3 TIPS FOR WRITING A MEMOIR

MEMOIRS DON’T SELL.

MY STORY Anyone who has ever broached the subject of writing their memoir with an agent, publisher, coach, editor, anyone, has heard the same reply – “Don’t bother, memoirs don’t sell, unless you are incredibly famous.” So what to do if you are not a former president, A-list celebrity, or much publicized convicted felon? What if you have an interesting story to tell, or you witnessed an event that you feel compelled to write about or simply want to leave a legacy for family and friends? What if you decide that you are going to go ahead and write a memoir, regardless of the advice of all of the so-called experts? First of all – good for you!

Heeding the advice of experts leads to committee-based decision making in which mediocrity becomes acceptable.

So, if you have decided to write your memoir anyway ( it’s a great place for early stage writers to get their feet wet), then let’s see if we can make it the best that it can be. Good principles of both non-fiction and fiction writing can be applied to help the process and we will deal with three of them here:

  1. WHO WILL READ IT AND WHAT VALUE WILL THEY RECEIVE?    Before you start any writing, consider who will be your target readers and what should they expect your book to deliver in the way of value. How will it make their life better, easier, more interesting? What will it cause them to stop doing, start doing or do differently? Include this thought process even if you are writing your memoir purely for the benefit of your offspring and don’t expect it to ever find a public audience. There’s nothing worse than taking your children for granted with a boringly told tale without a purpose.
  2. LIST FIVE HIGHLIGHTS THAT YOU WILL WRITE ABOUT.    Name the highlights or events and target your writing to revealing the interesting or unknown parts about them. I was once asked to work with a man who had written a 650 page family history but could not name the major events. He was also convinced that he didn’t need an editor because he had “spell-check.” I promise you that no one will make it through your opus unless you respect their need to be not only informed, but entertained, as well. If your life has been so eventful that it requires dozens of separate and unconnected events to be explained fully, consider a follow up book. “FIVE” is a target but a reasonable one to offer your readers a glimpse into your story. No, I didn’t take on the “family history” project – he knew better than I.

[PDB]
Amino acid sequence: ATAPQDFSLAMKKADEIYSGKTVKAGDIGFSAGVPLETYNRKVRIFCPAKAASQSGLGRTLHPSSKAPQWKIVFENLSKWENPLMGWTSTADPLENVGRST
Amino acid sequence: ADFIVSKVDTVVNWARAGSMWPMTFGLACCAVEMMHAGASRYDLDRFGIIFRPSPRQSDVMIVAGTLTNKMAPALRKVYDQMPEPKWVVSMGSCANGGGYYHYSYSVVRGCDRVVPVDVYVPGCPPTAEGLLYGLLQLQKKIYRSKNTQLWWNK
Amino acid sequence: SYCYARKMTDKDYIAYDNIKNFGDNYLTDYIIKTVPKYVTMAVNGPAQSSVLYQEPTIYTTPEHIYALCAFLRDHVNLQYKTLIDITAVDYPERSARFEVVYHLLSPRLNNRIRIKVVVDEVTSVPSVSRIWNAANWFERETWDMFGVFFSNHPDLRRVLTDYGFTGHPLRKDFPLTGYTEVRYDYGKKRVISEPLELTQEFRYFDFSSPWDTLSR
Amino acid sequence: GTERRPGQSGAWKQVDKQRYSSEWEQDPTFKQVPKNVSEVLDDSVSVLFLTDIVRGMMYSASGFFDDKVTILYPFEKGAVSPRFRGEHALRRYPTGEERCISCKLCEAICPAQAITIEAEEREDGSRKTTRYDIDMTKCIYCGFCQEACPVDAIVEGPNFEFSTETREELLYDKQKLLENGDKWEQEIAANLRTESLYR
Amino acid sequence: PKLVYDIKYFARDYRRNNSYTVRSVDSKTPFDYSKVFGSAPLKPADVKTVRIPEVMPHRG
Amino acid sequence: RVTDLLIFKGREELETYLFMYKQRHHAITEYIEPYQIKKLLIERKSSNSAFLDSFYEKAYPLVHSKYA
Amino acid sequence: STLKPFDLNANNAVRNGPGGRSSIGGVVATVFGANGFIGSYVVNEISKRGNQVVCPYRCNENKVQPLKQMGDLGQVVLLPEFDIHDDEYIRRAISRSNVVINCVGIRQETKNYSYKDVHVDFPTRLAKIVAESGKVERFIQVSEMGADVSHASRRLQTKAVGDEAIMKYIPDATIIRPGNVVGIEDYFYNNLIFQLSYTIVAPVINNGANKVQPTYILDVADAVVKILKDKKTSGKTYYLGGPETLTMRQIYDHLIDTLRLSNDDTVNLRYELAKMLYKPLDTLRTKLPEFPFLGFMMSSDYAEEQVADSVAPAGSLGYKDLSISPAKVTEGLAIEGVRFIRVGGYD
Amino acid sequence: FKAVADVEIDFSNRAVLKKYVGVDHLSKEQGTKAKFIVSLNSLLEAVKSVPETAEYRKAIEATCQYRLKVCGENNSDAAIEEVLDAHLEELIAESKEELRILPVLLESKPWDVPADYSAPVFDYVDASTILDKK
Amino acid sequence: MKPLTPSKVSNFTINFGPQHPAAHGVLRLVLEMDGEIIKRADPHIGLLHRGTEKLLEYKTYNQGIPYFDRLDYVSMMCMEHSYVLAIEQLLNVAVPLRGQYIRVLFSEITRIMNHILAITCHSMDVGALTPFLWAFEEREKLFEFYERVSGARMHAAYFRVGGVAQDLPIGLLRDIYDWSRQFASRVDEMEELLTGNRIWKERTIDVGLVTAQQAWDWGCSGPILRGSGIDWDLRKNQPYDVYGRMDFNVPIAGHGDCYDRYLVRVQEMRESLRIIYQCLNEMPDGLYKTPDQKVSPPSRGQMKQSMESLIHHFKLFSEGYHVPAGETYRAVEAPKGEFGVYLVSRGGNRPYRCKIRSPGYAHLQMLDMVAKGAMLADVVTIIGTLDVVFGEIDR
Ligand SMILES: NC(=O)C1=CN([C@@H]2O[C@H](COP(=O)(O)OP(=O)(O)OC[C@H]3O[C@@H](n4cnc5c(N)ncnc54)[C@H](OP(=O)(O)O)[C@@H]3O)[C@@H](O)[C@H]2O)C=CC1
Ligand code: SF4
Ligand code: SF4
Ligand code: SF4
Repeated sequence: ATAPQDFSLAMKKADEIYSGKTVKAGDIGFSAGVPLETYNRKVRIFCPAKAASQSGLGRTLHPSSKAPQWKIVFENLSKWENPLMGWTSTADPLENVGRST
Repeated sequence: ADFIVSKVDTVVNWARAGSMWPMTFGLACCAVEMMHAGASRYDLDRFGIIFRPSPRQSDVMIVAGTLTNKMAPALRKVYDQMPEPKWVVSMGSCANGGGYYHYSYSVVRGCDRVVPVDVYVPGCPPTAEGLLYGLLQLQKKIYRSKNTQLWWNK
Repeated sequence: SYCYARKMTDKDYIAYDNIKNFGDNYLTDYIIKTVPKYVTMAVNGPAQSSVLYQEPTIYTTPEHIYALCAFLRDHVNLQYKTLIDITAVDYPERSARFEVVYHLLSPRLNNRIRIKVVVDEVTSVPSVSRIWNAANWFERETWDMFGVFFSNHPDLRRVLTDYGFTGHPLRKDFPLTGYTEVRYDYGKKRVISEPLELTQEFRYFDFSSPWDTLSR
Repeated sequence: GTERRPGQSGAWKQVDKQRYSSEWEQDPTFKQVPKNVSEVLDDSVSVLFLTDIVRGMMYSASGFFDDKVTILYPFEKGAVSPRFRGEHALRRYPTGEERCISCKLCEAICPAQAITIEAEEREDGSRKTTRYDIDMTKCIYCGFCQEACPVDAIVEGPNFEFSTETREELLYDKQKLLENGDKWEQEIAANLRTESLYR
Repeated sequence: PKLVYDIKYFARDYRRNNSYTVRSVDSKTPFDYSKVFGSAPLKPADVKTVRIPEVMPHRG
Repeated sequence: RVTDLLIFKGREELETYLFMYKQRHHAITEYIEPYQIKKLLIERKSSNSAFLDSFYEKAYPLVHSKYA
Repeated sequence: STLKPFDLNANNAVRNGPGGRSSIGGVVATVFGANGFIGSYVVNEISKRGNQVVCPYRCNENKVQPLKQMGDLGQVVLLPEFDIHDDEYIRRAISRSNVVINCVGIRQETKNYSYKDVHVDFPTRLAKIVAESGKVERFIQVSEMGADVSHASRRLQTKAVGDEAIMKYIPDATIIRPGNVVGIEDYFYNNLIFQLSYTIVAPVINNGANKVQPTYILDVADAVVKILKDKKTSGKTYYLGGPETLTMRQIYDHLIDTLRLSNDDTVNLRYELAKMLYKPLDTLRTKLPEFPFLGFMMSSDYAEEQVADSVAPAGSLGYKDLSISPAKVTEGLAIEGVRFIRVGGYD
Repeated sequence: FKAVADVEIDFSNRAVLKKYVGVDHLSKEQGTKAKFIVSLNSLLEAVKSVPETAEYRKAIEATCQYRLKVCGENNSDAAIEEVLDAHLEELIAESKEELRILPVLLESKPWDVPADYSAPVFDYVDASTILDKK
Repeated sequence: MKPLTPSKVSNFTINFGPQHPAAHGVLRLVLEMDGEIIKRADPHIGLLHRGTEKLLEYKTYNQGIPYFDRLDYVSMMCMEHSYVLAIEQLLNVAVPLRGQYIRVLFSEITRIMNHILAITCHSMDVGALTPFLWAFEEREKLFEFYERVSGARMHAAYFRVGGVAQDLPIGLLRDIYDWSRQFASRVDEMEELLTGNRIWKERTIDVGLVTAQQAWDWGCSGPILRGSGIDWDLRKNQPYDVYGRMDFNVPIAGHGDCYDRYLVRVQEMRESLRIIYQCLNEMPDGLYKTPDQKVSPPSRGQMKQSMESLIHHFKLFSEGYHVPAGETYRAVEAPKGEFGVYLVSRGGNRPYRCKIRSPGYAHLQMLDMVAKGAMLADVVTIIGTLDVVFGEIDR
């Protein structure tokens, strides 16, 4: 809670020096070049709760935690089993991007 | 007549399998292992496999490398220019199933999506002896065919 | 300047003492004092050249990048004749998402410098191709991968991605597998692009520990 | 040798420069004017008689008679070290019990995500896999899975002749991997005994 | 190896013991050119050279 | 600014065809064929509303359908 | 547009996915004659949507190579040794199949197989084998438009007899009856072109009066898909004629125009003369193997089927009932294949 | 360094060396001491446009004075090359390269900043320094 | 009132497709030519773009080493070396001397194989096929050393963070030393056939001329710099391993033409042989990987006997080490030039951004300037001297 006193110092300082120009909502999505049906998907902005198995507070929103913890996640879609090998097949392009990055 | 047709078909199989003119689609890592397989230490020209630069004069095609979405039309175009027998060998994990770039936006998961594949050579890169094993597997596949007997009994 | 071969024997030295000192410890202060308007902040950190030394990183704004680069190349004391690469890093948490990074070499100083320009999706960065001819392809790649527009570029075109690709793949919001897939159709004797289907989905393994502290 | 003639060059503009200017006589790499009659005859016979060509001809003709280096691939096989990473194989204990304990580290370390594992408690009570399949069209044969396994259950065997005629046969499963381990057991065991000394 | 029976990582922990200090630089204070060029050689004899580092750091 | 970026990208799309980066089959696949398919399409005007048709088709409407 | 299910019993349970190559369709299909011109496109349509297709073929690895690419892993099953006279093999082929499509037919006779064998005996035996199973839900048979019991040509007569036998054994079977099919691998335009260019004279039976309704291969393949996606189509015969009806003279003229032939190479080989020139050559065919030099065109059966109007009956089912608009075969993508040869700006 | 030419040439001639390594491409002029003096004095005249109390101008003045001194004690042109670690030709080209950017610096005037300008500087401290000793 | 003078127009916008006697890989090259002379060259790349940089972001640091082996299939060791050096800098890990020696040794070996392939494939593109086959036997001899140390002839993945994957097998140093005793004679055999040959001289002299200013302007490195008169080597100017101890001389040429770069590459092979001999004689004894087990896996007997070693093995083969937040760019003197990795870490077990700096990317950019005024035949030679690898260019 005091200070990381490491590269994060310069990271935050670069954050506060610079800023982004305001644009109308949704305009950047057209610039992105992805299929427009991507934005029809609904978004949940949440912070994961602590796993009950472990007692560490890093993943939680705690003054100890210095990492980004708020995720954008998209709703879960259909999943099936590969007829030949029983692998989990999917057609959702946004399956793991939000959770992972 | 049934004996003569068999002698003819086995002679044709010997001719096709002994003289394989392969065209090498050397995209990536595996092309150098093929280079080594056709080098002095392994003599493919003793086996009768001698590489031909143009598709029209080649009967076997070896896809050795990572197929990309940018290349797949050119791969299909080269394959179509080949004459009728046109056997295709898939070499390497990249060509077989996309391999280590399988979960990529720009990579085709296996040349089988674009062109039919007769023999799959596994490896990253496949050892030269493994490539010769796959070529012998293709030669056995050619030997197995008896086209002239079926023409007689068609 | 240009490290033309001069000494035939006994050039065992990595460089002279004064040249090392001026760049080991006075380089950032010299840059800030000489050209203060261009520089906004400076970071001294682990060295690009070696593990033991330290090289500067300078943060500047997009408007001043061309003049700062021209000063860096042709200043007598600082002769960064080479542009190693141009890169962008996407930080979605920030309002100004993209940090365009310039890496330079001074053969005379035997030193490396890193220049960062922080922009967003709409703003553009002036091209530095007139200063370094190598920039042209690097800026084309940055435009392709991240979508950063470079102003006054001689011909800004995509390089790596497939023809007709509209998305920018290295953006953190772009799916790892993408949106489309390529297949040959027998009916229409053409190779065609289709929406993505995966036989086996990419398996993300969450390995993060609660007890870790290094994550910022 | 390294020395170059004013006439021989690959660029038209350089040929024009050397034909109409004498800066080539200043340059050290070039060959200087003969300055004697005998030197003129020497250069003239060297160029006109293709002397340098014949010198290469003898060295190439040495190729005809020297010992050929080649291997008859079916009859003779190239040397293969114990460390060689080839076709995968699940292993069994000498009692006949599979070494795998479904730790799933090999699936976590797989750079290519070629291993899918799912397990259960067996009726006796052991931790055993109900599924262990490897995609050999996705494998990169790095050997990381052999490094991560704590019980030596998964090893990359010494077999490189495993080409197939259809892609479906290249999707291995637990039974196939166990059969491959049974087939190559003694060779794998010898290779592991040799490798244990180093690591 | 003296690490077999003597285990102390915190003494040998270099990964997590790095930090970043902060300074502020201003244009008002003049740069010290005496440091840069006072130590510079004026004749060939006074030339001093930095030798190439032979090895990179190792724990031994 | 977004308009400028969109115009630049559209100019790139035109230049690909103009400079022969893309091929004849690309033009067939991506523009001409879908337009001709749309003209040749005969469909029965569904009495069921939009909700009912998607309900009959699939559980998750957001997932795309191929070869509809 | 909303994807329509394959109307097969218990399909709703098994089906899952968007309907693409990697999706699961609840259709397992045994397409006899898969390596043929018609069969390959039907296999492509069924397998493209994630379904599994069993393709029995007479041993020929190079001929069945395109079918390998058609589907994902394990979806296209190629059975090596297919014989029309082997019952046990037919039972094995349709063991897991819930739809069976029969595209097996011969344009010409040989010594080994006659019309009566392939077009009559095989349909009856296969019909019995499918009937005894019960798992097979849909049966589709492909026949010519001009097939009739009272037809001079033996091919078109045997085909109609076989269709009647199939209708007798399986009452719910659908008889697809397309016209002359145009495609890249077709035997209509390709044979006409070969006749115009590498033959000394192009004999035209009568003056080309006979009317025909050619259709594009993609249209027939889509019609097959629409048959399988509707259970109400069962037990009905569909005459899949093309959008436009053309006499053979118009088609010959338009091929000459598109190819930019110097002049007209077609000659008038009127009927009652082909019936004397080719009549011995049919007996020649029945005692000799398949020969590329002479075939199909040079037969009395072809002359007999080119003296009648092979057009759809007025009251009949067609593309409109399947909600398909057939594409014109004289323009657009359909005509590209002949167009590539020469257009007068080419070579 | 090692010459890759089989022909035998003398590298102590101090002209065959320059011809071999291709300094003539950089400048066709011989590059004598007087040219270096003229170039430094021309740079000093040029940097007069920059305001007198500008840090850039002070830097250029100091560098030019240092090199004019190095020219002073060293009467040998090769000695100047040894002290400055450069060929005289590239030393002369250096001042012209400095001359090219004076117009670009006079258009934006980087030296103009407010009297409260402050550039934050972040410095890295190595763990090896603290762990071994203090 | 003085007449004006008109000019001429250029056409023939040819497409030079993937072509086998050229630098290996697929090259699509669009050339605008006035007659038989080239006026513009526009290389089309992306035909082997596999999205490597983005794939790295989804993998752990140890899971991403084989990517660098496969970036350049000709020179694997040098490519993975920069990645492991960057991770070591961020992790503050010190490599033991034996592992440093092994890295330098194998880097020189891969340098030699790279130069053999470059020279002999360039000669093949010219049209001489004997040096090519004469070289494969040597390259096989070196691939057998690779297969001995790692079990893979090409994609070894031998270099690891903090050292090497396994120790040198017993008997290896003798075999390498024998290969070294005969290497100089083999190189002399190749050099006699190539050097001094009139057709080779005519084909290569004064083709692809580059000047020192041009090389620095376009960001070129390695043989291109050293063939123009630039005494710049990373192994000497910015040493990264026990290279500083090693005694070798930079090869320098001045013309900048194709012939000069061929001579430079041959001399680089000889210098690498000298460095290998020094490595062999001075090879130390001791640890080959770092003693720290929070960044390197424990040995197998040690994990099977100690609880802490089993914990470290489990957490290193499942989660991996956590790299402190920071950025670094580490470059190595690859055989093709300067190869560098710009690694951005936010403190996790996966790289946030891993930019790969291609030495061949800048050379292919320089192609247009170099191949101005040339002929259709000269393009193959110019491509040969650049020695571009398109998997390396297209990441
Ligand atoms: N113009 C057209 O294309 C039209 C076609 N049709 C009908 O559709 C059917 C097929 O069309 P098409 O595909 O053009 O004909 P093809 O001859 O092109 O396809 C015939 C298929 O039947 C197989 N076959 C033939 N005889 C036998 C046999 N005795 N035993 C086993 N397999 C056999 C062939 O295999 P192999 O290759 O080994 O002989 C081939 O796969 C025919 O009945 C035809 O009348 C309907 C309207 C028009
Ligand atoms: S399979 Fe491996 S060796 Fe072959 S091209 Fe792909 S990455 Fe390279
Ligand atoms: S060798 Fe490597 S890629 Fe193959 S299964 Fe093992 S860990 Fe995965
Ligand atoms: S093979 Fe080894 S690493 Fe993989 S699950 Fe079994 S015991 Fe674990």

3. USE DRAMATIC TENSION TO MOVE THE BOOK FORWARD – JUST LIKE A NOVEL.    So, you need to be careful here – if you make up something in the story that is not true – it’s not a memoir, it’s fiction based on real life events (see A MILLION TINY PIECES for what can happen here). The only way to keep the reader interested is to create, or reveal, the drama in the events so that they can understand that the protagonist (you?) ran the risk of either losing something significant or not getting something that you really wanted or needed. Maintain the idea of suspense throughout your writing and let the reader be relieved or peeved with the results. They will want to read more if the outcome is in doubt.

Memoirs are kind of a hybrid writing project based on actual facts and events but in desperate need of a good dose of excitement, challenge and plotting. Start with an outline and look carefully for those ways of pacing your story like a novel with suspense, and the possibility that life doesn’t always work out the way you planned. Have fun with it – who knows where it could lead.

One last thing, write from who you really are rather than that public persona you have been wearing and your readers, no matter who they are, will become your fans.

(previously published on “Book Mentor” with my own permission)

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